(728f) Bacterial Patterning at the Micron Scale for Quantitative Interactions

Timm, C. M. - Presenter, University of Wisconsin-Madison
Retterer, S., Oak Ridge National Laboratory
Pelletier, D. A., Oak Ridge National Laboratory
Hansen, R. R., Colorado School of Mines

Bacteria in nature exist in spatially heterogeneous environments where dynamic interspecies interactions shape community development and function.  In the rhizosphere, the volume of soil directly influenced by the root of a plant, the primary source of carbon is produced by the root and secreted into the soil. In the otherwise carbon-poor soil system, the competition for nutrients in the rhizosphere is fierce, leading to observations of distinct bacterial species that dominate this environment. The species found in the rhizosphere often grow quickly and/or produce antimicrobials to suppress their competitors. Because it is difficult to quantify rhizosphere interactions in nature, model systems that allow the direct observation of spatially controlled species interaction could enable new insights into the processes that shape bacterial community development.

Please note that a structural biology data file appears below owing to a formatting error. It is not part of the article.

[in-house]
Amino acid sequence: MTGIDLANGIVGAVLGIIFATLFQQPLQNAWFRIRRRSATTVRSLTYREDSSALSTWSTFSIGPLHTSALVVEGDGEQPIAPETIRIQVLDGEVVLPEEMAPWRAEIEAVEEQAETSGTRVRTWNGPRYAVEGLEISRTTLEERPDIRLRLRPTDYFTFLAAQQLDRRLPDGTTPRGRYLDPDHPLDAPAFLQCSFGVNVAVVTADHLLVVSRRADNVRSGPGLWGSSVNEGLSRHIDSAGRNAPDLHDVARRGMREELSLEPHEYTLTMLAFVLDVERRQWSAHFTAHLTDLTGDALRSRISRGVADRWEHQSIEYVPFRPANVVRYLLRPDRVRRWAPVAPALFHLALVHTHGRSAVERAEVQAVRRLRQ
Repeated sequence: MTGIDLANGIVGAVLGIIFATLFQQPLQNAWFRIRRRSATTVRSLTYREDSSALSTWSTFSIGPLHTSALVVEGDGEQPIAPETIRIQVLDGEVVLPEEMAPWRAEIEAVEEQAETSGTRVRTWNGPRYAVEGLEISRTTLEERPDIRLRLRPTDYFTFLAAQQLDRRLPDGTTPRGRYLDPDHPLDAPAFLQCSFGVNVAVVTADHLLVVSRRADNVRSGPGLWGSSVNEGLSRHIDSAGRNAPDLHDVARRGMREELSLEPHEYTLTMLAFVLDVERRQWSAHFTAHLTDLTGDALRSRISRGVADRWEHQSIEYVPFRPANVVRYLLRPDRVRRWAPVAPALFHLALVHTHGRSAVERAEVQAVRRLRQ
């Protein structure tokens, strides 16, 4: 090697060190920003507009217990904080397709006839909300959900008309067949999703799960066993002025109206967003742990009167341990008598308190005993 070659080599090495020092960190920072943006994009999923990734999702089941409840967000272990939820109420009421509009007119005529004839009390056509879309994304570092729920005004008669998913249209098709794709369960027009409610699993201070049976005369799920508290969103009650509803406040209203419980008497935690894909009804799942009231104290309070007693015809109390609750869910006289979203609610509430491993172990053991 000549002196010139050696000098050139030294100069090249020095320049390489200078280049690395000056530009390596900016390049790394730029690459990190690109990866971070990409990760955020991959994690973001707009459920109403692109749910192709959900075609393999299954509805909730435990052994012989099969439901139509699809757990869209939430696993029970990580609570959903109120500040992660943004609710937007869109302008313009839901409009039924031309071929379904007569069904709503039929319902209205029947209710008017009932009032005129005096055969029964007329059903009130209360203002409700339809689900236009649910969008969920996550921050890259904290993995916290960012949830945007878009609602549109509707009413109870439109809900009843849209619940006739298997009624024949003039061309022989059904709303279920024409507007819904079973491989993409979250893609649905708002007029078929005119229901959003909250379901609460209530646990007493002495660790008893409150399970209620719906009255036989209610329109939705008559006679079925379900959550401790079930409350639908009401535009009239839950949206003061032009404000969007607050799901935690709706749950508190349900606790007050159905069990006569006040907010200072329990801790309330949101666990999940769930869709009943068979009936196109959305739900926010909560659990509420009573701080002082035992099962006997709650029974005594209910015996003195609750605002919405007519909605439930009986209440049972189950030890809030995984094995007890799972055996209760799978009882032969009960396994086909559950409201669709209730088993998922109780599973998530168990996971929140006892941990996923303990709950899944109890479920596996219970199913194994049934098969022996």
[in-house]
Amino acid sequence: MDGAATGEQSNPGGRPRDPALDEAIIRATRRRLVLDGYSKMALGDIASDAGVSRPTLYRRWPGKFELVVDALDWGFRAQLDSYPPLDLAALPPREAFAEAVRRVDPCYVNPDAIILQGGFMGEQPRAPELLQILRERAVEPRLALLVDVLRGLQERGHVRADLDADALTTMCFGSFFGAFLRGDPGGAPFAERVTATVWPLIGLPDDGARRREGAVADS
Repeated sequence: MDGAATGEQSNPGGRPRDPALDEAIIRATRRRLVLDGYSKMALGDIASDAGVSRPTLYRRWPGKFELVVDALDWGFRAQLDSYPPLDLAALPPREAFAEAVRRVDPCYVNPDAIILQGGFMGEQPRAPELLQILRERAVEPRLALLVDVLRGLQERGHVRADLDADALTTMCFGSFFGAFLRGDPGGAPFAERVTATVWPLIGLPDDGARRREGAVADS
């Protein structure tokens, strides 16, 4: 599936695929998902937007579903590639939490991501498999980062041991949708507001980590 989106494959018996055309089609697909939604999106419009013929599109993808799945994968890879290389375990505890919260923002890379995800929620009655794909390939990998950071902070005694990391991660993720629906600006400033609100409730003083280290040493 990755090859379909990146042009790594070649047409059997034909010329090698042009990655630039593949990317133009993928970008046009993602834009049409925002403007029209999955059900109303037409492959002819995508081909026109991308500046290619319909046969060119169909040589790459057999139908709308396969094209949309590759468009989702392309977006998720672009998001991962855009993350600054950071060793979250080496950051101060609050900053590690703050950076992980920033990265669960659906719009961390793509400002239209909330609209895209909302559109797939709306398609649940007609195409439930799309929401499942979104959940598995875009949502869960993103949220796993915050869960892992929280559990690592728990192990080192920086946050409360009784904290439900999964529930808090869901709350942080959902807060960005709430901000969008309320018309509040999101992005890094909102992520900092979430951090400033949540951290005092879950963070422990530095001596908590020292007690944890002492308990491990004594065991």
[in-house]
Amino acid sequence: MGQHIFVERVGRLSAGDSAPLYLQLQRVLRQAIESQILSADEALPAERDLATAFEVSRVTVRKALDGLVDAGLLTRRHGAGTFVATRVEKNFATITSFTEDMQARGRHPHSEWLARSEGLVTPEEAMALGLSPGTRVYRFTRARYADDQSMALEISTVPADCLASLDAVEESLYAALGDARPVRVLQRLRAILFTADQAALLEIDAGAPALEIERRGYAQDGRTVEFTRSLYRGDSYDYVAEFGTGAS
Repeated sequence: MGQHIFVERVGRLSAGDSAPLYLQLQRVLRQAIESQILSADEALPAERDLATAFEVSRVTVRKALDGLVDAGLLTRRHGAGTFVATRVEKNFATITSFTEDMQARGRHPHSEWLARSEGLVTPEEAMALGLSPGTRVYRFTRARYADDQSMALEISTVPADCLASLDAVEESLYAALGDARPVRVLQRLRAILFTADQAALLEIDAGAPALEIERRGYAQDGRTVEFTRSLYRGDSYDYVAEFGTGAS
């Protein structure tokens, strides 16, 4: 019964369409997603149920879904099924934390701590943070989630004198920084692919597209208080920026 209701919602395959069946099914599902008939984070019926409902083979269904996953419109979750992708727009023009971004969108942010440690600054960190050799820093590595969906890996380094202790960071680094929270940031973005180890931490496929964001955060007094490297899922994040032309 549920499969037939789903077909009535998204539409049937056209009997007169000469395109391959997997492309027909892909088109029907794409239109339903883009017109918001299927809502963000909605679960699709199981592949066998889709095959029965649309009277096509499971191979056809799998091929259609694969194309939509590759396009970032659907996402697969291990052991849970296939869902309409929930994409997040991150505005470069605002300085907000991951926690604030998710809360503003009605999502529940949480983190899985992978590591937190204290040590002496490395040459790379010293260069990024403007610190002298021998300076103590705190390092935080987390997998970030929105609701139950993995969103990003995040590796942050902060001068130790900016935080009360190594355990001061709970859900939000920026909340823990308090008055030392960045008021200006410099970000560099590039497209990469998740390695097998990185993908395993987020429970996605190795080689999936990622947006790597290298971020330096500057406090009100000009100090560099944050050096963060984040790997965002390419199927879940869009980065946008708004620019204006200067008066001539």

We have developed a microfluidic platform and patterning technique that allows the controlled deposition of multiple bacterial species.  Interactions between species can then be observed in a defined laboratory environment. The general process consists of depositing a thin, peel-able film of parylene on silicon, etching a defined pattern in the parylene, overlaying with a microfluidic delivery device, and peeling the parylene to leave desired patterns of bacteria. With this approach we can generate micron-scale patterns of multiple species of bacteria. At high culture densities (OD600>0.1) we consistently create colonies with diameters as small as 10µm.  At lower culture densities, stochastic processes influence colony formation.  Spots with different bacterial species can be spaced as closely as 100µm. Cells are viable throughout the delivery process and we observe growth when the patterns are overlaid with liquid or solid media.  Real-time monitoring of bacterial cells and colonies allows quantitative analysis of how interspecies interactions influences processes such as cell growth.